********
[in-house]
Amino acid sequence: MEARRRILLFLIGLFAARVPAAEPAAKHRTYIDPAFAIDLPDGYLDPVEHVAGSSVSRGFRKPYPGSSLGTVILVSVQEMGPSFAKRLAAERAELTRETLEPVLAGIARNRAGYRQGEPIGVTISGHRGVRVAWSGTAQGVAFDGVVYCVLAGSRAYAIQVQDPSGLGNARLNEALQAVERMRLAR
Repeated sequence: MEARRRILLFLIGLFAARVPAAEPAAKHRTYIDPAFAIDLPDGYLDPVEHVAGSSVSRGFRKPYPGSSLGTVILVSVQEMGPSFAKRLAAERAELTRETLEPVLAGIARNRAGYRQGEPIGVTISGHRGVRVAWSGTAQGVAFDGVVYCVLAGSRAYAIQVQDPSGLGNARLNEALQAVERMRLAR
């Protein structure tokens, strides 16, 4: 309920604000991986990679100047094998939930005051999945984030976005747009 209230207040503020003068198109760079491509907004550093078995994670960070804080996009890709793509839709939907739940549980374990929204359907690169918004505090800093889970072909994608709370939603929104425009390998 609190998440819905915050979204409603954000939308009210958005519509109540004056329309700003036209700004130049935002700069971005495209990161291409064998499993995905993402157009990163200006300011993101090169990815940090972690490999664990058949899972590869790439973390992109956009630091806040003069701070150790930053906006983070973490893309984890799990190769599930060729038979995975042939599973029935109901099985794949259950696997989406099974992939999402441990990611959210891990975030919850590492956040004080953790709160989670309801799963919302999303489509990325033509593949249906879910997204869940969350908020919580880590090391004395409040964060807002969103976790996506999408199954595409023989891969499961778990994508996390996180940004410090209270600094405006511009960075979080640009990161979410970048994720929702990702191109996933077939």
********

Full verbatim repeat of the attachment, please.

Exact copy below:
[in-house]
Amino acid sequence: MEARRRILLFLIGLFAARVPAAEPAAKHRTYIDPAFAIDLPDGYLDPVEHVAGSSVSRGFRKPYPGSSLGTVILVSVQEMGPSFAKRLAAERAELTRETLEPVLAGIARNRAGYRQGEPIGVTISGHRGVRVAWSGTAQGVAFDGVVYCVLAGSRAYAIQVQDPSGLGNARLNEALQAVERMRLAR
Repeated sequence: MEARRRILLFLIGLFAARVPAAEPAAKHRTYIDPAFAIDLPDGYLDPVEHVAGSSVSRGFRKPYPGSSLGTVILVSVQEMGPSFAKRLAAERAELTRETLEPVLAGIARNRAGYRQGEPIGVTISGHRGVRVAWSGTAQGVAFDGVVYCVLAGSRAYAIQVQDPSGLGNARLNEALQAVERMRLAR
């Protein structure tokens, strides 16, 4: 309920604000991986990679100047094998939930005051999945984030976005747009 209230207040503020003068198109760079491509907004550093078995994670960070804080996009890709793509839709939907739940549980374990929204359907690169918004505090800093889970072909994608709370939603929104425009390998 609190998440819905915050979204409603954000939308009210958005519509109540004056329309700003036209700004130049935002700069971005495209990161291409064998499993995905993402157009990163200006300011993101090169990815940090972690490999664990058949899972590869790439973390992109956009630091806040003069701070150790930053906006983070973490893309984890799990190769599930060729038979995975042939599973029935109901099985794949259950696997989406099974992939999402441990990611959210891990975030919850590492956040004080953790709160989670309801799963919302999303489509990325033509593949249906879910997204869940969350908020919580880590090391004395409040964060807002969103976790996506999408199954595409023989891969499961778990994508996390996180940004410090209270600094405006511009960075979080640009990161979410970048994720929702990702191109996933077939």